Aggregate(HouseSalesData, Bedrooms);

Adding the columns option controls which columns are returned.

Aggregate(HouseSalesData, Bedrooms, columns = [Price])

Additionally, the tally option returns a tally for each of the levels.

Aggregate(HouseSalesData, Bedrooms, tally)

The function option allows for the specification of any command that can be applied to a DataSeries. For example, the Statistics:-Median command computes the median for each of the levels of Bedrooms.

Aggregate(HouseSalesData, Bedrooms, function = Statistics:-Median);

By default, Aggregate uses the SplitByColumn command to creates a separate sub-DataFrame for every discrete level in the column given by bycolumn.

ByRooms := SplitByColumn(HouseSalesData, Bedrooms);

We can create box plots of the price for subgroups of sales defined by number of bedrooms.

BoxPlot( map( (m)->m[Price], ByRooms), 
datasetlabels=["2 bdrms", "3 bdrms", "4 bdrms"],
color=["Red", "Purple", "Blue"]);


I have recorded a short video that walks through this example here:

The worksheet for this example can be downloaded here:

This is the second of three blog posts about working with data sets in Maple.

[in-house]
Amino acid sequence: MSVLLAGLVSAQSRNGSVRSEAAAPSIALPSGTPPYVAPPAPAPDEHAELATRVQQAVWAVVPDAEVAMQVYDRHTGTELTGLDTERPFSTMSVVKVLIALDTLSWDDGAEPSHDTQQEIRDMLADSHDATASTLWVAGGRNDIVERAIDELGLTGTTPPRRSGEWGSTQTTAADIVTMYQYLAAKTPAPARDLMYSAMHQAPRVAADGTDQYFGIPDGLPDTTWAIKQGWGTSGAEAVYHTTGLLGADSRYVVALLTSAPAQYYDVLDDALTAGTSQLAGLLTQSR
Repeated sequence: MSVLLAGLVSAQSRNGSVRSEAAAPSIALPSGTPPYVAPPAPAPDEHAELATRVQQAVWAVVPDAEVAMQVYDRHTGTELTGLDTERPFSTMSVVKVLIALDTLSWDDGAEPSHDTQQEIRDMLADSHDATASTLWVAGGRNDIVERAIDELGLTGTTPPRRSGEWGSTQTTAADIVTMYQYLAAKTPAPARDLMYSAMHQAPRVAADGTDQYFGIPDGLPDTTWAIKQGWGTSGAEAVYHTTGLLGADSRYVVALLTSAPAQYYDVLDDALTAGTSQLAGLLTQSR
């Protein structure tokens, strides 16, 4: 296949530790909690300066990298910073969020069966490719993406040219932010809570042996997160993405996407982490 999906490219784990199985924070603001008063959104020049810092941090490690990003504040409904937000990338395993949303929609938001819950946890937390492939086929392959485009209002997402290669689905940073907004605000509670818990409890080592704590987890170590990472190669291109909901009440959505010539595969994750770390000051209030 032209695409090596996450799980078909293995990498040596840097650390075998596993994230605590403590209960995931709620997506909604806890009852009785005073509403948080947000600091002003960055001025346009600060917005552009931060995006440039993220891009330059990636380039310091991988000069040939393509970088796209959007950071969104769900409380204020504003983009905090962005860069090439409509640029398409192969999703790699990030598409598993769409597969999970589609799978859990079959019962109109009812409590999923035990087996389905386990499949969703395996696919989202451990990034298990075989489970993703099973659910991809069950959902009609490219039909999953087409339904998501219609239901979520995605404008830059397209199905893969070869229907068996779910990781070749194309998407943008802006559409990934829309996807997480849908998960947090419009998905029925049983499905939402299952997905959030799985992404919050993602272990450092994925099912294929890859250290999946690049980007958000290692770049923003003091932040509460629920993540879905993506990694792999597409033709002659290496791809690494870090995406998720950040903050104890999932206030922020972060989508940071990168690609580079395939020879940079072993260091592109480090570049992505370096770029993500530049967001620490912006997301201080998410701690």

In my previous post, I discussed how to use Maple to access a large number of data sets from Quandl, an online data aggregator. In this post, I’ll focus on exploring built-in data sets in Maple.

Data is being generated at an ever increasing rate. New data is generated every minute, adding to an expanding network of online information. Navigating through this information can be daunting. Simply preparing a tabular data set that collects information from several sources is often a difficult and time consuming effort. For example, even though the example in my previous post only required a couple of lines of Maple code to merge 540 different data sets from various sources, the effort to manually search for and select sources for data took significantly more time.